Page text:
Research Project: Avian Influenza A Virus Mutations
Avian influenza A virus mutations as signatures of human infection
PU research team:
Dr Mohammad Asif Khan (Principal Investigator), Dr Thomas J August (Adjunct Faculty, Johns Hopkins), Tan Swan (Research Assistant), and Hadia Syahirah (Research Assistant).
A compelling question in the search for a control of avian influenza virus infection is the identity of the amino acid sequences that facilitate infection of humans. H7N9 is a recent example of a subtype that has infected birds and poultry for decades with global distribution, but only this year evolved to infects humans. The possibility that H7N9 or another influenza virus may mutate to more readily infect humans or, even worse, achieve human-to-human transmission, underscores the need for greater understanding of how avian strains adapt to human infection. Several previous studies have described mutations observed in human influenza A. However, a comprehensive evaluation of human host tropism of the virus is lacking and the current experimental data do not reliably predict the potential for human infection of a given virus.
We have developed a methodology for comparing viruses from avian and human hosts to identify sequences that are predictive of human infection. The hypothesis was that mutations of avian influenza A viruses that are also present with high incidence in human viruses are likely associated with the ability of viruses to infect humans. This was tested by the quantitative analysis of the nonamer positions, overlapping eight (1-9, 2-10, 3-11, etc), of the entire H7N9 available proteome. The goal was to demonstrate the scope of mutational changes in protein structure, to avoid the possibility of error in the sequencing of any particular viral sample, and to eliminate the complication of nonsense mutations that are not under selective pressure. A total of 13 signature positions distributed at sites of HA, M1, M2, NP, PA, PA-X, PB1, and PB2 were identified, where the human viruses contained mutations of the corresponding avian virus sequences. The data support the conclusion that human influenza viruses result from existing avian virus mutations with chance adaptive fitness in human cells.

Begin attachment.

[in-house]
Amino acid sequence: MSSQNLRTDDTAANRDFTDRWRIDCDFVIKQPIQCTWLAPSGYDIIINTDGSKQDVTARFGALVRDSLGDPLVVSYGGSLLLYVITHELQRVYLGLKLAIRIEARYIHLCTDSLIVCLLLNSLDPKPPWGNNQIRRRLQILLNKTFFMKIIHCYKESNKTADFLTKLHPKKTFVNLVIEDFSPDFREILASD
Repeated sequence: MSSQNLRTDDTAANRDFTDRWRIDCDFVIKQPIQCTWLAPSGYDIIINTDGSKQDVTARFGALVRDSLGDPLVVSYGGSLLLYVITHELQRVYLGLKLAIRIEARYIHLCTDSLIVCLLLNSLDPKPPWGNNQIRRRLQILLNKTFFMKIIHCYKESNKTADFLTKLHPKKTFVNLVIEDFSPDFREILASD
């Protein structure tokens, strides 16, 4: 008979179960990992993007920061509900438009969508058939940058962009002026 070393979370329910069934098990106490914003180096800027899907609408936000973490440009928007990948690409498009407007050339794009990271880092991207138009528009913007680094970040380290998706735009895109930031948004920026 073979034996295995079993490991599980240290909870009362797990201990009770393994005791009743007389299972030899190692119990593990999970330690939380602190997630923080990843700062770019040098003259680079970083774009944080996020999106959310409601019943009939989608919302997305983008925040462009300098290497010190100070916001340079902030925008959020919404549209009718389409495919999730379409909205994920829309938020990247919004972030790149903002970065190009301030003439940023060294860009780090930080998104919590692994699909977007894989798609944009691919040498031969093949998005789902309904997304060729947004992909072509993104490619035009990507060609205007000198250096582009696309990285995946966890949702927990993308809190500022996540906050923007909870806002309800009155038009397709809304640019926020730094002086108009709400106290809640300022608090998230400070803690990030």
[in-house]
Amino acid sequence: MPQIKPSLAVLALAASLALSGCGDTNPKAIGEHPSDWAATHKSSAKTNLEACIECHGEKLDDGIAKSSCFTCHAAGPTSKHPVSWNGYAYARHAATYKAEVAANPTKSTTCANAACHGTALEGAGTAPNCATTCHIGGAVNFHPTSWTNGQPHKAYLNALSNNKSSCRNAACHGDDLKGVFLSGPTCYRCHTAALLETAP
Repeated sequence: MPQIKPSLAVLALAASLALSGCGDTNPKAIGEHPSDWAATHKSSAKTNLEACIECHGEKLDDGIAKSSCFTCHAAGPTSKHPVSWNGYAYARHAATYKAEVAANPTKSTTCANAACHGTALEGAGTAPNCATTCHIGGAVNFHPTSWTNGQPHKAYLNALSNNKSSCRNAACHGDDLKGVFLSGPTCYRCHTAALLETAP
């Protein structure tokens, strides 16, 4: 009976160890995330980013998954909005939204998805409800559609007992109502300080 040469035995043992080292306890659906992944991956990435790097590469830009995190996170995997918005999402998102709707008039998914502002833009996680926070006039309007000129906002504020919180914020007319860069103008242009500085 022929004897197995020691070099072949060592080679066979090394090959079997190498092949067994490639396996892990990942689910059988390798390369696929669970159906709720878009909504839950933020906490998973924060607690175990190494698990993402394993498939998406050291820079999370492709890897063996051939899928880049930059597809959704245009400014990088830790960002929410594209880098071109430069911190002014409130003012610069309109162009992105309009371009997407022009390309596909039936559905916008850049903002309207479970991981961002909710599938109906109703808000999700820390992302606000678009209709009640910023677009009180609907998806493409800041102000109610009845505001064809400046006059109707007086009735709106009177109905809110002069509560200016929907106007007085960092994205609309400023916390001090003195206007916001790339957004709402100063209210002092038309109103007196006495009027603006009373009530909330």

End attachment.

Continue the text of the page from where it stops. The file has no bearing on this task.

This quantitative evaluation of specific amino acid sequences that distinguish viruses with the capability of transmission to humans provides new approaches for the surveillance and possible prevention of viruses with the greatest potential for human infection. We are currently marketing this to potential industry partners for deployment as a surveillance solution for influenza A virus.